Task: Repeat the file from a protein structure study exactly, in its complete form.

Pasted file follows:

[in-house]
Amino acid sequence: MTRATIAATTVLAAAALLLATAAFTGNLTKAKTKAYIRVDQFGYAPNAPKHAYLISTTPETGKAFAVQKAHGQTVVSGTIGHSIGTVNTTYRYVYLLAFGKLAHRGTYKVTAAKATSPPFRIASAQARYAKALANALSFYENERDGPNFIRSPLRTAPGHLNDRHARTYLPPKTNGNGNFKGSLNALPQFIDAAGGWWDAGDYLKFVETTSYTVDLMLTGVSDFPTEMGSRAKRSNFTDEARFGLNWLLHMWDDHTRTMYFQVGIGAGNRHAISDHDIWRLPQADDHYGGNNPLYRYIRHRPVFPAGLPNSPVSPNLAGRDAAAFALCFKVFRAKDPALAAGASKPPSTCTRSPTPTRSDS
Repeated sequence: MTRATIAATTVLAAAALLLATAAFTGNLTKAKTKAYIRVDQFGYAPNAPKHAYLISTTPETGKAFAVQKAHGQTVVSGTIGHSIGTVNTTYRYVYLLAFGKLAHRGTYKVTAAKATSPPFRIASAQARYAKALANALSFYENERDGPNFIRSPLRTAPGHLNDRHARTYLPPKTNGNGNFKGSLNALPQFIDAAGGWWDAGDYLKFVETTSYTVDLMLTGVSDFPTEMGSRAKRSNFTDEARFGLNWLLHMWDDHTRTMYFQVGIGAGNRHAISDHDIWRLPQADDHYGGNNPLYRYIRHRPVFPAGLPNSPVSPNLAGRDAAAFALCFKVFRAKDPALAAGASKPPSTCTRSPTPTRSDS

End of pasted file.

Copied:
[in-house]
Amino acid sequence: MTRATIAATTVLAAAALLLATAAFTGNLTKAKTKAYIRVDQFGYAPNAPKHAYLISTTPETGKAFAVQKAHGQTVVSGTIGHSIGTVNTTYRYVYLLAFGKLAHRGTYKVTAAKATSPPFRIASAQARYAKALANALSFYENERDGPNFIRSPLRTAPGHLNDRHARTYLPPKTNGNGNFKGSLNALPQFIDAAGGWWDAGDYLKFVETTSYTVDLMLTGVSDFPTEMGSRAKRSNFTDEARFGLNWLLHMWDDHTRTMYFQVGIGAGNRHAISDHDIWRLPQADDHYGGNNPLYRYIRHRPVFPAGLPNSPVSPNLAGRDAAAFALCFKVFRAKDPALAAGASKPPSTCTRSPTPTRSDS
Repeated sequence: MTRATIAATTVLAAAALLLATAAFTGNLTKAKTKAYIRVDQFGYAPNAPKHAYLISTTPETGKAFAVQKAHGQTVVSGTIGHSIGTVNTTYRYVYLLAFGKLAHRGTYKVTAAKATSPPFRIASAQARYAKALANALSFYENERDGPNFIRSPLRTAPGHLNDRHARTYLPPKTNGNGNFKGSLNALPQFIDAAGGWWDAGDYLKFVETTSYTVDLMLTGVSDFPTEMGSRAKRSNFTDEARFGLNWLLHMWDDHTRTMYFQVGIGAGNRHAISDHDIWRLPQADDHYGGNNPLYRYIRHRPVFPAGLPNSPVSPNLAGRDAAAFALCFKVFRAKDPALAAGASKPPSTCTRSPTPTRSDS